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Reality check: US M&A H1 2022

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US deal activity saw an annual decrease in H1 of this year, but remains buoyant compared to pre-pandemic standards

M&A proves its resilience after a year of excess

US M&A deal levels remain robust, despite dropping from historic highs set in 2021

US M&A activity eased off in the first half of 2022 following an annus mirabilis for US M&A in 2021. Total value slipped to US$995.3 billion, a 29 percent year-on-year fall, though this is consistent with dollar volumes seen before the pandemic and so remains healthy by historic standards. Deal volume also fell, by 21 percent to 3,818 transactions. While this also remains above average, there was a material softening in the frequency of deals moving through Q2, which saw a quarter-on-quarter drop of 22 percent to levels last seen in Q1 2020, when the market was just beginning to recover from the initial shock of the pandemic. 

A lot has happened this year to test acquirers’ nerves. Inflation concerns had already begun to set in before the war in Ukraine started. The conflict catalyzed further unease in capital markets as well as exacerbated supply chain troubles which have, in part, contributed to inflationary pressures. The S&P 500 officially entered a bear market in mid-June, and the Federal Reserve has embarked on a monetary tightening program to bring prices under control, leading to an increase in financing costs. 

Regulations are another consideration. The SEC has taken the SPAC market to task, proposing accountability for deal parties and intermediaries for inflated projections. This type of transaction ground to a standstill in Q2 this year, as participants digested their risk exposure and the implications of the regulator’s proposals weighing on overall M&A volume. More recently we have seen some truly innovative SPAC structures that have the potential to re-stimulate interest in these deals.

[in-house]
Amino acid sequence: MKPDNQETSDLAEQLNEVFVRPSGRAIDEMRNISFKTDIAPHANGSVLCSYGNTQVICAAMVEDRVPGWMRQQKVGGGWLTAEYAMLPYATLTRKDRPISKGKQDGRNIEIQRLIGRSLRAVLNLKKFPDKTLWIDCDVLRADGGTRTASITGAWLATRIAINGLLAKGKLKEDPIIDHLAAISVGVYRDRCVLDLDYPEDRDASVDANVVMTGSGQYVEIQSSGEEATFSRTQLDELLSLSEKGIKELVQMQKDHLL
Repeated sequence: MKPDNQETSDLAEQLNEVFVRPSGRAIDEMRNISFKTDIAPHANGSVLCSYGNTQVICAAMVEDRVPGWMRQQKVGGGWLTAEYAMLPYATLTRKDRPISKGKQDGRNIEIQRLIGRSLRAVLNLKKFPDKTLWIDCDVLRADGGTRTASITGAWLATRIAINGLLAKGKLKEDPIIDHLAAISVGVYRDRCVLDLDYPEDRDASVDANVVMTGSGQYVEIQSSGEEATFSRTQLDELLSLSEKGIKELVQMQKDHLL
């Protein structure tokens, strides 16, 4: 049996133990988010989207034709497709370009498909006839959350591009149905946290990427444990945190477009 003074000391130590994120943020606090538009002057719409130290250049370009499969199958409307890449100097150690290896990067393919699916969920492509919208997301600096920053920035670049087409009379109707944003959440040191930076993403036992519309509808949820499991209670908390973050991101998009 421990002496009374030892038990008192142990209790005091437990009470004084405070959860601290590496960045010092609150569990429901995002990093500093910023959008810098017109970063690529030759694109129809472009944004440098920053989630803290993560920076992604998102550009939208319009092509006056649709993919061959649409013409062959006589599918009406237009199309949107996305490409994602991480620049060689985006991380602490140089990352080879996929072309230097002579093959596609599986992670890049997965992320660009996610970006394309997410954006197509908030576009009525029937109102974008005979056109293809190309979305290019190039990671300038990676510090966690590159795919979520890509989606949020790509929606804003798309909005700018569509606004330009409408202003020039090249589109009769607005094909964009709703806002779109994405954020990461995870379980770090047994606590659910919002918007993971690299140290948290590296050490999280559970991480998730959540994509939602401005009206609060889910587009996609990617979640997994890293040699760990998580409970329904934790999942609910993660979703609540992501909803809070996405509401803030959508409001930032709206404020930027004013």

For the most part, the US M&A market has stood up impressively to everything that has been thrown at it, which alone is solid grounds for optimism. Despite technology stocks being sold off heavily in equity markets, the sector has once again outperformed on the M&A front as companies and PE sponsors, who remain heavily armed with dry powder in spite of the more challenging deal financing conditions, continue to be attracted to innovation. 

The fall in price-to-earnings ratios in the public markets and EBITDA multiples in private markets mean that, all else being equal, acquisitions are more attractive today than they were a year ago. Naturally, investors remain cautious as they closely watch how inflation plays out, the Fed response and the impact of those actions on underlying economic growth. However, the second half of 2022 has the potential to reclaim some of the confidence lost in recent months.


US M&A settles back down

Deal value in the first half of 2022 could not match the record-breaking level of activity in 2021


Private equity firms battle headwinds in H1

Despite facing economic and regulatory hurdles in H1, PE dealmaking remains resilient, and looks set to reach its second-highest value on record